Famed US pilot Amelia Earhart’s disappearance over the Pacific Ocean has been one of the most absorbing mysteries of the 20th century. Earhart revolutionalised aviation by becoming the first female to fly solo across the Atlantic Ocean, but during her attempt to fly around the world, she mysteriously vanished on July 2, 1937. While she was declared dead in absentia on January 5, 1939, no one ever really knew what happened to her. But we may be close to answering that question now and apparently, we had been sitting on it all along.
As per University of Tennessee professor Richard L. Jantz’s new study titled ‘Amelia Earhart and the Nikumaroro Bones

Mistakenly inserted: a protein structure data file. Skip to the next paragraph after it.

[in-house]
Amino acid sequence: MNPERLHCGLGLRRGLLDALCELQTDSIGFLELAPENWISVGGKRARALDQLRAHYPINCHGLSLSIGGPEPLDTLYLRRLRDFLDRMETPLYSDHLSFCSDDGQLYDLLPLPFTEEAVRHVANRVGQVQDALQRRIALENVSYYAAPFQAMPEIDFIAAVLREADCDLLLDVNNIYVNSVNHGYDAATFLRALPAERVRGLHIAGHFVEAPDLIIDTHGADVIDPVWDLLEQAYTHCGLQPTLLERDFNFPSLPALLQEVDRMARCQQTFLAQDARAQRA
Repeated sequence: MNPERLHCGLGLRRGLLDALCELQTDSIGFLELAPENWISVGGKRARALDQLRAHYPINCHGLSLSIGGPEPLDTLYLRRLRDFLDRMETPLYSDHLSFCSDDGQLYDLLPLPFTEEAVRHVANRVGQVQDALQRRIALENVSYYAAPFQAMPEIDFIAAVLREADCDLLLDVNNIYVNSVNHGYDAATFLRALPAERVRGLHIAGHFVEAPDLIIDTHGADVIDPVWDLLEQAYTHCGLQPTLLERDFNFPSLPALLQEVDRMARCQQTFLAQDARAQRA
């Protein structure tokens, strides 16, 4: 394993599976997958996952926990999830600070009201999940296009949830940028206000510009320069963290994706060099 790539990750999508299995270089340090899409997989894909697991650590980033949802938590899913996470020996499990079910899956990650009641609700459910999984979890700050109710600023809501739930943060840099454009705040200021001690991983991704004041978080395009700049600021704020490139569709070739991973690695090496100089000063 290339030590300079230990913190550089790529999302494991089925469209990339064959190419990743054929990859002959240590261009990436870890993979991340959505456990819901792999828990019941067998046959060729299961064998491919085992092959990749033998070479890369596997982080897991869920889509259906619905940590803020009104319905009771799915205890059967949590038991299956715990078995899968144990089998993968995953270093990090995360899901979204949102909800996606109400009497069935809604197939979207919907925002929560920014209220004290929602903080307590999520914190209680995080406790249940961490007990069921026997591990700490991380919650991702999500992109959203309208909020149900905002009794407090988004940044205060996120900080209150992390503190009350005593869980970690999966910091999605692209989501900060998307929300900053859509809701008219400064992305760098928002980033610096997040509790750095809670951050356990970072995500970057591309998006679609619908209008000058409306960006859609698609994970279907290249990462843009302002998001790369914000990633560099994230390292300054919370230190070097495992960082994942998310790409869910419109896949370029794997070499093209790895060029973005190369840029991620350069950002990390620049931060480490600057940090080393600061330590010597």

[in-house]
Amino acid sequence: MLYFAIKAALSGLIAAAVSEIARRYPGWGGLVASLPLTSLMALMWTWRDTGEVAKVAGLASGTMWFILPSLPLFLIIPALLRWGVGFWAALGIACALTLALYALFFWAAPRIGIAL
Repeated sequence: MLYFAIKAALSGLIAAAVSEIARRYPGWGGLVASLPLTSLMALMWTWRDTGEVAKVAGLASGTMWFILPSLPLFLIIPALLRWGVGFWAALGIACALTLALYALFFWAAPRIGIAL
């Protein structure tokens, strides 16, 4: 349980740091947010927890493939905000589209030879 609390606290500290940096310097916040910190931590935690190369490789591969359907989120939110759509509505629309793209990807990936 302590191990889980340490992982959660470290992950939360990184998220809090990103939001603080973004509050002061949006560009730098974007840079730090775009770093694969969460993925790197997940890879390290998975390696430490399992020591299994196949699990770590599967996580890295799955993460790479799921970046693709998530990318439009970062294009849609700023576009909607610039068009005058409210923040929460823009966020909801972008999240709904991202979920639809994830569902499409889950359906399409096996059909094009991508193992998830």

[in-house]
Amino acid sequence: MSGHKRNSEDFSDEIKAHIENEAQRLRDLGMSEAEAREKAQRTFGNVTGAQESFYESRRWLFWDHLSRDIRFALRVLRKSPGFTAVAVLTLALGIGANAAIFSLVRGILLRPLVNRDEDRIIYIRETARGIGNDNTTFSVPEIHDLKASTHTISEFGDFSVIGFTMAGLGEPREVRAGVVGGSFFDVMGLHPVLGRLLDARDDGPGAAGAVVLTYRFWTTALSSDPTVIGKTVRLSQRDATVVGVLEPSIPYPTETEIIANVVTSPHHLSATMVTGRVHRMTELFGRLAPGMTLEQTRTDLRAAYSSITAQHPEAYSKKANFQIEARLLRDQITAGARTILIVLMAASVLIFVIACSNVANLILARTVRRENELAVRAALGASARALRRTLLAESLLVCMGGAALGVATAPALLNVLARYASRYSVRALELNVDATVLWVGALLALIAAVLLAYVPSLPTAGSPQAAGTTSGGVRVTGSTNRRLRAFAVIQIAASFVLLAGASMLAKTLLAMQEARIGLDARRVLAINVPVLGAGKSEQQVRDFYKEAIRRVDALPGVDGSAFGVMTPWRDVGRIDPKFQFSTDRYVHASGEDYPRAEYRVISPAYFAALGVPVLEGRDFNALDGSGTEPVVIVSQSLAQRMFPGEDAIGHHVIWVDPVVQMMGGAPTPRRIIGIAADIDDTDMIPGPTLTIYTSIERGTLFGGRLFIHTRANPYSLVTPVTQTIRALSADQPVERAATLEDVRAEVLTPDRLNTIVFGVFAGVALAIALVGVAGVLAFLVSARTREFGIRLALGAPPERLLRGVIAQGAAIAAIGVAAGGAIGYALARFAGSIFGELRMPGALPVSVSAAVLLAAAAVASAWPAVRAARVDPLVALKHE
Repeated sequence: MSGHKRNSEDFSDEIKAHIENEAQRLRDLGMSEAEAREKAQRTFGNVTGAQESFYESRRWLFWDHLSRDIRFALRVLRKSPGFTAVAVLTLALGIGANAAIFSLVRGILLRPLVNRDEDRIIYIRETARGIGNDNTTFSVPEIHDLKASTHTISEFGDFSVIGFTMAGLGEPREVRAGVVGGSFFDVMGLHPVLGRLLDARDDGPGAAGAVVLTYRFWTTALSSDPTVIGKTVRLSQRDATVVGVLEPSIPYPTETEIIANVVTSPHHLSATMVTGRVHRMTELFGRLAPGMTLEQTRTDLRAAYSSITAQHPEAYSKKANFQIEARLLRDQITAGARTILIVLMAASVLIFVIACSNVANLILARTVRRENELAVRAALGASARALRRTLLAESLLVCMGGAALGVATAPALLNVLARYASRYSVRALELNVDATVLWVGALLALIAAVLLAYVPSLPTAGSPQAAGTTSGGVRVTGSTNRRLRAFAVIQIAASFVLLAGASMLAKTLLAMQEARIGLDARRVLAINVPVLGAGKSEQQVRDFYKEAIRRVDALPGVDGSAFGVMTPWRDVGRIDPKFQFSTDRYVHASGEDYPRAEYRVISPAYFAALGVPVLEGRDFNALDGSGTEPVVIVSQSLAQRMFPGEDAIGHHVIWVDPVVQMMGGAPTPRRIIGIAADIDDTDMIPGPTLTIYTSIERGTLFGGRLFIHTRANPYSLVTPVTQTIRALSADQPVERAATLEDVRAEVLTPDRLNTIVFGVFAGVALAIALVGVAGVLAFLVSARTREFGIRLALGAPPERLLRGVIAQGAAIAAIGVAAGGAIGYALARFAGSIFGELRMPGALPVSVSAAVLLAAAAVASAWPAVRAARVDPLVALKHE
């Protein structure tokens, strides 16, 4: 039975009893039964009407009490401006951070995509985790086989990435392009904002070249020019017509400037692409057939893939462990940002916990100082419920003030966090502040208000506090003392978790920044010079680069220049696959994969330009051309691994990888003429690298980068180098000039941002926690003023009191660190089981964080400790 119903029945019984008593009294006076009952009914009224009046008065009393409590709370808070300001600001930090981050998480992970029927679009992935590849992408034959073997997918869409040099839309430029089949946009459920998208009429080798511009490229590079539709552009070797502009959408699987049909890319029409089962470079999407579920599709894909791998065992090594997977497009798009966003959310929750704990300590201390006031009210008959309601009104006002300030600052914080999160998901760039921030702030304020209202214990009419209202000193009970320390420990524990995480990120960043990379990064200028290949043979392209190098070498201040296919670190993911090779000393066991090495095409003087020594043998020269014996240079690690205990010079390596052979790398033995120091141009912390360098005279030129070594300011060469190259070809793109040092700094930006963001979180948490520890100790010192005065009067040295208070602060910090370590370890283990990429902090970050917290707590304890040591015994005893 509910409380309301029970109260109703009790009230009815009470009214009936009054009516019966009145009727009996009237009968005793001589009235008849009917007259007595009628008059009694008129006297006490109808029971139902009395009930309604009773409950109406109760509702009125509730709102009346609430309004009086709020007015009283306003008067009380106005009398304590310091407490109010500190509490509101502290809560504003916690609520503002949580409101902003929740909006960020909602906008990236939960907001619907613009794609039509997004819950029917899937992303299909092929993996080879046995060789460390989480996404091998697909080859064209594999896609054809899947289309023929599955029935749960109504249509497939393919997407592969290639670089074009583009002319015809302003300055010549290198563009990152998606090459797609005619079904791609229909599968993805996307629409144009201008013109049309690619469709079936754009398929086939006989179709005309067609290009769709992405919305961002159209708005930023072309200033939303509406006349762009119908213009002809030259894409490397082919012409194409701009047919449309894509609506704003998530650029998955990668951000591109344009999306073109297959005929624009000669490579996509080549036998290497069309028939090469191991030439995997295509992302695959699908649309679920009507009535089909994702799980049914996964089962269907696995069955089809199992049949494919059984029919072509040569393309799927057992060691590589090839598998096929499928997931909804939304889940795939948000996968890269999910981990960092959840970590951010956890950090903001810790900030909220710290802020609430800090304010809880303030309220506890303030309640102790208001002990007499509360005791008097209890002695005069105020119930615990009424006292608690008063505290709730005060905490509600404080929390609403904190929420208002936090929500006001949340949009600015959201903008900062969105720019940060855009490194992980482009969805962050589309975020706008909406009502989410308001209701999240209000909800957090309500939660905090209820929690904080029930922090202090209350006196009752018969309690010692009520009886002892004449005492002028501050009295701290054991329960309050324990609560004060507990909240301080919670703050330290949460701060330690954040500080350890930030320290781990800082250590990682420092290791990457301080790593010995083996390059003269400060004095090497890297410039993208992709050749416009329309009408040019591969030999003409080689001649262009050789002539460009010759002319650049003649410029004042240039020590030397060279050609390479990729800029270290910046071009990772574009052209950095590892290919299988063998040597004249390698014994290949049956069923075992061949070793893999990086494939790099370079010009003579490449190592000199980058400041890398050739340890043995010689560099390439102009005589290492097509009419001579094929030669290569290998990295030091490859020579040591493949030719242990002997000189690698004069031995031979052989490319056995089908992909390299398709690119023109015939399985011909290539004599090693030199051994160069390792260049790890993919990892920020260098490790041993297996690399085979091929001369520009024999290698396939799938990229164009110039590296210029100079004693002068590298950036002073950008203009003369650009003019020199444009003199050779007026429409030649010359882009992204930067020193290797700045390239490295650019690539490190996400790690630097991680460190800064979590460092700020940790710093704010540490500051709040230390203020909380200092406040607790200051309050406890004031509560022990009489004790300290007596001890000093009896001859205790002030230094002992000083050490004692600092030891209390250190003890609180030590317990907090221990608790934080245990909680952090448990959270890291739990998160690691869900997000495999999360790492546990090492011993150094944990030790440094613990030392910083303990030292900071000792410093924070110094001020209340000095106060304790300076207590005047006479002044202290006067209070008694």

A 1941 Analysis versus Modern Quantitative Techniques‘, remains discovered on Nikumaroro island in the Pacific back in 1941, which were earlier known to be a man’s bones, are a 99 percent match for Earhart. A woman’s shoe and a Benedictine liqueur bottle recovered also back these claims. So, while this is not definitive proof, this is the “most convincing argument” yet.